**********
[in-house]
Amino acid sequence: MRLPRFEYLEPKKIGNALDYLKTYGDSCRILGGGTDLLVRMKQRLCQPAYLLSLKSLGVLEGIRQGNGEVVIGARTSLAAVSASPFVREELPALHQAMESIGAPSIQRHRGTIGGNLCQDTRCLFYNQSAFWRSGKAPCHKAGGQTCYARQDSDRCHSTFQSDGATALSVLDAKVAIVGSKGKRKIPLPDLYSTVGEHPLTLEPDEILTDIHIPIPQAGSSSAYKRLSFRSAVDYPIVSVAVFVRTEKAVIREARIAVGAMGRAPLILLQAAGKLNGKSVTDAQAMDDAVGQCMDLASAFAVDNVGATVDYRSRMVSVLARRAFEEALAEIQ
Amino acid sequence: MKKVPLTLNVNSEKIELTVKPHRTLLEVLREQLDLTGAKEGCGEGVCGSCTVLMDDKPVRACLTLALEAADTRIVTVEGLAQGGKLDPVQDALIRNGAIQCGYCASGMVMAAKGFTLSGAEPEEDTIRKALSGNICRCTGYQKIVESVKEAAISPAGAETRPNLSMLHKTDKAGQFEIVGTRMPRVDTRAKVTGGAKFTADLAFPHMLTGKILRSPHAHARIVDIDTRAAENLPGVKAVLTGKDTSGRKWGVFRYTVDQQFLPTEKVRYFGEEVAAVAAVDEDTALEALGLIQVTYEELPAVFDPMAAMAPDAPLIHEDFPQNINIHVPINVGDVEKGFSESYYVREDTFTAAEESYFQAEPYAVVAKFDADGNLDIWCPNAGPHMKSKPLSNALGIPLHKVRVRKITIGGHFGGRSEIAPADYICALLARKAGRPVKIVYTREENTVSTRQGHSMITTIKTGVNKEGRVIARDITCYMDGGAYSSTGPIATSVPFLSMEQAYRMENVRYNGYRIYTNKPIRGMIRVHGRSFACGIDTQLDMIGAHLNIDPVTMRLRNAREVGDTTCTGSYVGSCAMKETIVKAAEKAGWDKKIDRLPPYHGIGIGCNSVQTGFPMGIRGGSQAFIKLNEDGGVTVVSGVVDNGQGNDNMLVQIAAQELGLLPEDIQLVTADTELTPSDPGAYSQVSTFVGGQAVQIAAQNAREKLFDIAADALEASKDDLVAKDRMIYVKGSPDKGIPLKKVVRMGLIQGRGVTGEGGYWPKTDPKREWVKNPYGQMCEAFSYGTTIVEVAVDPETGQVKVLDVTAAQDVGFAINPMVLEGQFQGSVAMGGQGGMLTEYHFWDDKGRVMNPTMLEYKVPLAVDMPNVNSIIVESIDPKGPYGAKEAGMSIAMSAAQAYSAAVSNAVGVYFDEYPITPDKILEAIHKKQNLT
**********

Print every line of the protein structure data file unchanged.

[in-house]
Amino acid sequence: MRLPRFEYLEPKKIGNALDYLKTYGDSCRILGGGTDLLVRMKQRLCQPAYLLSLKSLGVLEGIRQGNGEVVIGARTSLAAVSASPFVREELPALHQAMESIGAPSIQRHRGTIGGNLCQDTRCLFYNQSAFWRSGKAPCHKAGGQTCYARQDSDRCHSTFQSDGATALSVLDAKVAIVGSKGKRKIPLPDLYSTVGEHPLTLEPDEILTDIHIPIPQAGSSSAYKRLSFRSAVDYPIVSVAVFVRTEKAVIREARIAVGAMGRAPLILLQAAGKLNGKSVTDAQAMDDAVGQCMDLASAFAVDNVGATVDYRSRMVSVLARRAFEEALAEIQ
Amino acid sequence: MKKVPLTLNVNSEKIELTVKPHRTLLEVLREQLDLTGAKEGCGEGVCGSCTVLMDDKPVRACLTLALEAADTRIVTVEGLAQGGKLDPVQDALIRNGAIQCGYCASGMVMAAKGFTLSGAEPEEDTIRKALSGNICRCTGYQKIVESVKEAAISPAGAETRPNLSMLHKTDKAGQFEIVGTRMPRVDTRAKVTGGAKFTADLAFPHMLTGKILRSPHAHARIVDIDTRAAENLPGVKAVLTGKDTSGRKWGVFRYTVDQQFLPTEKVRYFGEEVAAVAAVDEDTALEALGLIQVTYEELPAVFDPMAAMAPDAPLIHEDFPQNINIHVPINVGDVEKGFSESYYVREDTFTAAEESYFQAEPYAVVAKFDADGNLDIWCPNAGPHMKSKPLSNALGIPLHKVRVRKITIGGHFGGRSEIAPADYICALLARKAGRPVKIVYTREENTVSTRQGHSMITTIKTGVNKEGRVIARDITCYMDGGAYSSTGPIATSVPFLSMEQAYRMENVRYNGYRIYTNKPIRGMIRVHGRSFACGIDTQLDMIGAHLNIDPVTMRLRNAREVGDTTCTGSYVGSCAMKETIVKAAEKAGWDKKIDRLPPYHGIGIGCNSVQTGFPMGIRGGSQAFIKLNEDGGVTVVSGVVDNGQGNDNMLVQIAAQELGLLPEDIQLVTADTELTPSDPGAYSQVSTFVGGQAVQIAAQNAREKLFDIAADALEASKDDLVAKDRMIYVKGSPDKGIPLKKVVRMGLIQGRGVTGEGGYWPKTDPKREWVKNPYGQMCEAFSYGTTIVEVAVDPETGQVKVLDVTAAQDVGFAINPMVLEGQFQGSVAMGGQGGMLTEYHFWDDKGRVMNPTMLEYKVPLAVDMPNVNSIIVESIDPKGPYGAKEAGMSIAMSAAQAYSAAVSNAVGVYFDEYPITPDKILEAIHKKQNLT